Standing at attention with his sword held properly at the carry, Lt.-Col. Ron Cheriton filled his lungs with air before bellowing a spine-tingling command that sent 200 soldiers marching across Ottawa's Parliament Hill in perfect unison.

"Guards will march past, in slow and quick time. Guards, by the left, slow march!"

A split second after the last word of that thrilling command rang across Parliament Hill, the men of the 2nd Battalion, Canadian Guards, thrust their left legs forward, knees locked, and started a stately march at 58 paces per minute.

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Led by Cheriton, the commanding officer of the 2nd Battalion, the four guards of 50 men each manoeuvred their way around the Hill in slow time. Back in the 1960s, parade square ceremonial was still an important part of the regular army and no one was better at it than the Canadian Guards.

Each guard commander ordered an "eyes right" to Governor-General Roland Michener and the guardsmen snapped their heads and eyes to the right, looking Michener in the eye. Hundreds of years before, that privilege had been reserved for a lord's fighting men and denied to serfs.

As the band played From Sea to Sea, the regimental slow march, the young officer carrying the Queen's Colour lowered it carefully in salute to the Queen's representative in Canada. He, in turn, raised his right hand to his cap in salute.

Dressed in their famous scarlet tunics, dark blue trousers and bearskin caps, Cheriton and his crack guardsmen drilled their hearts out during the trooping the colour ceremony on June 6, 1970, in front of 10,000 appreciative spectators. But the parade marked the end of an era and everyone present knew it.

Underneath the glittering pomp and pageantry of a ceremony whose antecedents dated back to the mid-18th century, Cheriton and his men felt sadness and even anger. Their battalion, the last regular unit left of the Regiment of Canadian Guards, would be reduced to nil strength. Their comrades in the 1st Battalion had suffered that fate two years earlier.

But Cheriton, who died in Pembroke, Ont., on June 1 from a heart attack at 79, knew that professional soldiers must obey the orders of their civilian masters, or resign in protest. A shining star in the infantry's officer corps, Cheriton had his career to consider.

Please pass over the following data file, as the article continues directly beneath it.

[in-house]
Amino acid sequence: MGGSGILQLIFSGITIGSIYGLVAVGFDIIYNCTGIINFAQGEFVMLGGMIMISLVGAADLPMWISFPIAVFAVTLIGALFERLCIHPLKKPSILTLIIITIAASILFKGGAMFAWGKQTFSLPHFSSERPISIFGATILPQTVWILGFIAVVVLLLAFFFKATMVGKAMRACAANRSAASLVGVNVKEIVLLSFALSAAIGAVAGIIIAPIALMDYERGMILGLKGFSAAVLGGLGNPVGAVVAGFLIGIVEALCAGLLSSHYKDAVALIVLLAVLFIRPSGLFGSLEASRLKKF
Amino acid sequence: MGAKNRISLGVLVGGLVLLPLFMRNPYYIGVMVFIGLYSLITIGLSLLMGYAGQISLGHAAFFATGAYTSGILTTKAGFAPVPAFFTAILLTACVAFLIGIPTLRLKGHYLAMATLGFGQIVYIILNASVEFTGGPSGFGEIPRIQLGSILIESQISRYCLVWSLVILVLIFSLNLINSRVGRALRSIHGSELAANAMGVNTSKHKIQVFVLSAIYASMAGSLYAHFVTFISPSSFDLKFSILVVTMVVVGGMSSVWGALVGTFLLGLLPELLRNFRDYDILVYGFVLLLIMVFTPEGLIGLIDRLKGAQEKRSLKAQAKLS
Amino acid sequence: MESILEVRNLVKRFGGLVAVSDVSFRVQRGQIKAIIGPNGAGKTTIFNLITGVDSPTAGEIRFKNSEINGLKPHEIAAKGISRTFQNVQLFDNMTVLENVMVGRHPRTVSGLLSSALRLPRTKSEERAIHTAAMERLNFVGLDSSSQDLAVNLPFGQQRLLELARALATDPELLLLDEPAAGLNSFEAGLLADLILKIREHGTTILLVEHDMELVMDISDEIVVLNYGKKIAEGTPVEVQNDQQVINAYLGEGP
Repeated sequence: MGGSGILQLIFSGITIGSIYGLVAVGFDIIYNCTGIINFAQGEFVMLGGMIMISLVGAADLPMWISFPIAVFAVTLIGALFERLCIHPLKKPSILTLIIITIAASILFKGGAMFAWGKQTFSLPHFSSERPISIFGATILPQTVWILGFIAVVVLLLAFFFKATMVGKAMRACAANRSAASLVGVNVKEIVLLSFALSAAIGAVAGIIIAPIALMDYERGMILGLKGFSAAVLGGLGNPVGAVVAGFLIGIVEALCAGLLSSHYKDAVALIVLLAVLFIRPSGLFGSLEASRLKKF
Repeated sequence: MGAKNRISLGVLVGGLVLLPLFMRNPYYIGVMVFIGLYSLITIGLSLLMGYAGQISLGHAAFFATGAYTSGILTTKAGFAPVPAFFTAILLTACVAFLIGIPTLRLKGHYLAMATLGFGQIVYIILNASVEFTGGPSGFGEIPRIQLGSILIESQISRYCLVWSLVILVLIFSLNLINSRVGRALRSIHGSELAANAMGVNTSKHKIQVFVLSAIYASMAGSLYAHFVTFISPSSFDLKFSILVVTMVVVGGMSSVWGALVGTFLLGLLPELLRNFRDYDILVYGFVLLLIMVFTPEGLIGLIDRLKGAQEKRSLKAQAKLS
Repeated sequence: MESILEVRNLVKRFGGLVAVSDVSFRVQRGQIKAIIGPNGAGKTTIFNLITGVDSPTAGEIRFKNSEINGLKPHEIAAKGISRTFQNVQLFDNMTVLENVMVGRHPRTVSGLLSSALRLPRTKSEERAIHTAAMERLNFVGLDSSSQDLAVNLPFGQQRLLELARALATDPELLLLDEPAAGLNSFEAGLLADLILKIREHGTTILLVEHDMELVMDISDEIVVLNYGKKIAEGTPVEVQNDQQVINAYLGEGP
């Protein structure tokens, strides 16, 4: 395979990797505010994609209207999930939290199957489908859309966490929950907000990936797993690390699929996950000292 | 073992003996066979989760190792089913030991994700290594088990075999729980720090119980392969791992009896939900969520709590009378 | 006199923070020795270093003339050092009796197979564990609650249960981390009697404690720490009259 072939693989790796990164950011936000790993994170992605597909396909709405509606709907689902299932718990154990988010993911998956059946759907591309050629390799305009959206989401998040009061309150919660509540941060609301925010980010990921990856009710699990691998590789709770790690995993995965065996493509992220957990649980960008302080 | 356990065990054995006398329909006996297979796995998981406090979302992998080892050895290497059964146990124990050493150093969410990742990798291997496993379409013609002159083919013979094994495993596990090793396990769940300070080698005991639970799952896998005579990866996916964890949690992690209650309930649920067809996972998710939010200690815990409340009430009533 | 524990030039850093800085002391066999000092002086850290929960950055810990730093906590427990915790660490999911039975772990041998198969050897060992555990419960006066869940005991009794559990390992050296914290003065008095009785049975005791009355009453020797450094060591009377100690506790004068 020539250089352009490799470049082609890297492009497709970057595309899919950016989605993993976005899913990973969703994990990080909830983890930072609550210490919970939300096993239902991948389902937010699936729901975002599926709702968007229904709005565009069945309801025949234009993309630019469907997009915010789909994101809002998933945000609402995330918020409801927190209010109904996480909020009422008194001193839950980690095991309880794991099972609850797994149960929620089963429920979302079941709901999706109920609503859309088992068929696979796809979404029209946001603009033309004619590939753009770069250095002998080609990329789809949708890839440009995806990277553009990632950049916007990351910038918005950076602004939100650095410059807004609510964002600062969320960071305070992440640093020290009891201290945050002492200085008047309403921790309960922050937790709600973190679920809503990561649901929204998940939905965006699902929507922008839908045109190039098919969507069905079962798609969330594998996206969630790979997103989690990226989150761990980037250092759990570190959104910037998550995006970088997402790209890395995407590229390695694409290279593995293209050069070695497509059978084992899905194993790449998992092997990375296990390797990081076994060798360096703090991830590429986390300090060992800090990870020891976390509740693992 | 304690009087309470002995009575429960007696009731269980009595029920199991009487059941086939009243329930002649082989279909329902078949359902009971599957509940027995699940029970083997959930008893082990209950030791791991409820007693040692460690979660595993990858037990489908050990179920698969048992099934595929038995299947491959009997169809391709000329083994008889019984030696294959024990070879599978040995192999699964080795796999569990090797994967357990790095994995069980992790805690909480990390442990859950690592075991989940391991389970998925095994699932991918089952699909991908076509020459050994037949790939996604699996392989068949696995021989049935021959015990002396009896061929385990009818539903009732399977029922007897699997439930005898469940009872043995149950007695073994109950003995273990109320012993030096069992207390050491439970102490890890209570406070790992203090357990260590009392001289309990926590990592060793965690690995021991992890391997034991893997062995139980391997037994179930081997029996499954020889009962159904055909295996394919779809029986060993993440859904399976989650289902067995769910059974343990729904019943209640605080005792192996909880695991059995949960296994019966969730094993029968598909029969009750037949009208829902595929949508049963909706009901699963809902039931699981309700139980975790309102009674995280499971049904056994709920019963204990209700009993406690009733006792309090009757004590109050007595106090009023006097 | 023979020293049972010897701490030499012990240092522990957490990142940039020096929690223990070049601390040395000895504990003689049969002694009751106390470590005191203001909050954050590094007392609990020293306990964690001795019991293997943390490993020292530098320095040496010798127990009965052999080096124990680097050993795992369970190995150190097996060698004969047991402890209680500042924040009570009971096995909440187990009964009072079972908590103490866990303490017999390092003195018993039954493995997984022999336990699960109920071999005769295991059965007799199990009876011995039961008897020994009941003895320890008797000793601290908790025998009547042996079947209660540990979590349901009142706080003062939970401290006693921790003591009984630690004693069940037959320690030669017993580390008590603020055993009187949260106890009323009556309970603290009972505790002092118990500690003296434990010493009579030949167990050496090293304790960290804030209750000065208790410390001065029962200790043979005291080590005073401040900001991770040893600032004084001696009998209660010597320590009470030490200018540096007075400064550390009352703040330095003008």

He disagreed passionately with the government's decision but he suspected he would rise higher so he decided to stay in and do his job, which was commanding infantry. That decision proved to be the right one as he made it almost to the top through merit and dedication.

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Pam Cheriton, his daughter, said her father never talked about the Canadian Guards being placed on the army's supplementary order of battle after just 17 years. "It was a very sombre [time] Hard, hard times for soldiers who had lost their regiment."

After the ceremony, her father had said, "The trooping was a moving ceremony, covered by national television, and one that all guardsmen, both serving and retired, could remember as a proud tribute to a regiment which, throughout its brief tenure in the Canadian Army's order of battle, served as the very model of the bedrock of soldiering, duty and discipline."

Reporter Wain King of the Ottawa Journal wrote, "from a technical point of view everything about the trooping seemed to run like clockwork. The colonel, the sergeant-major, the guardsmen might well be happy with it. But this is unlikely. This was not a happy day for them."

On July 7, a month after the trooping, Cheriton put on his full dress scarlet uniform one more time and went to Rideau Hall, the home of Canada's governors-general.

Cheriton watched sadly as the Governor-General took charge of the colours of both battalions.

"I have this day accepted these colours for safekeeping in this our Government House; in the city of Ottawa, until such time as the regiment may be called upon to serve our sovereign and country," the certificate signed by Michener read.

Those colours, along with all 13 company colours, are still displayed at Rideau Hall, despite an attempt by the late Jeanne Sauvé to remove them when she was governor-general during the early 1980s.